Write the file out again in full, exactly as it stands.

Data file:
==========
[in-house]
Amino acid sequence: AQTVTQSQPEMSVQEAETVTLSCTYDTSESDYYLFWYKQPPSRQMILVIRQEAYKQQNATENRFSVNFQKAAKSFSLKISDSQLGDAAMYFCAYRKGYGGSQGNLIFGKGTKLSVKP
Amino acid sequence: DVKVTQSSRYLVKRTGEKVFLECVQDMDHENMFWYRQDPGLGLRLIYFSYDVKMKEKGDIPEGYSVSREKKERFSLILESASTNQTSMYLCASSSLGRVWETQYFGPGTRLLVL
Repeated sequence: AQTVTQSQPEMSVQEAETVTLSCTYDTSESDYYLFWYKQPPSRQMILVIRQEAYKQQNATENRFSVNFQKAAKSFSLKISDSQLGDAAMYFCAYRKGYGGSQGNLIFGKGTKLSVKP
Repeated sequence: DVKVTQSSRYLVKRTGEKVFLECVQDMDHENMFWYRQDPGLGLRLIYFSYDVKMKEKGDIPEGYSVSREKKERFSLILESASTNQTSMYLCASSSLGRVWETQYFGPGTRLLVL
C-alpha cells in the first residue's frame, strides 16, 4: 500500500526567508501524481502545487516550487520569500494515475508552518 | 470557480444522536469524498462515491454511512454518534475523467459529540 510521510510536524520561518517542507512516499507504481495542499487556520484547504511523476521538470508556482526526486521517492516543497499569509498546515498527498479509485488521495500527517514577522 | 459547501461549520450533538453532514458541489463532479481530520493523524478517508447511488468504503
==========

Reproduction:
[in-house]
Amino acid sequence: AQTVTQSQPEMSVQEAETVTLSCTYDTSESDYYLFWYKQPPSRQMILVIRQEAYKQQNATENRFSVNFQKAAKSFSLKISDSQLGDAAMYFCAYRKGYGGSQGNLIFGKGTKLSVKP
Amino acid sequence: DVKVTQSSRYLVKRTGEKVFLECVQDMDHENMFWYRQDPGLGLRLIYFSYDVKMKEKGDIPEGYSVSREKKERFSLILESASTNQTSMYLCASSSLGRVWETQYFGPGTRLLVL
Repeated sequence: AQTVTQSQPEMSVQEAETVTLSCTYDTSESDYYLFWYKQPPSRQMILVIRQEAYKQQNATENRFSVNFQKAAKSFSLKISDSQLGDAAMYFCAYRKGYGGSQGNLIFGKGTKLSVKP
Repeated sequence: DVKVTQSSRYLVKRTGEKVFLECVQDMDHENMFWYRQDPGLGLRLIYFSYDVKMKEKGDIPEGYSVSREKKERFSLILESASTNQTSMYLCASSSLGRVWETQYFGPGTRLLVL
C-alpha cells in the first residue's frame, strides 16, 4: 500500500526567508501524481502545487516550487520569500494515475508552518 | 470557480444522536469524498462515491454511512454518534475523467459529540 510521510510536524520561518517542507512516499507504481495542499487556520484547504511523476521538470508556482526526486521517492516543497499569509498546515498527498479509485488521495500527517514577522 | 459547501461549520450533538453532514458541489463532479481530520493523524478517508447511488468504503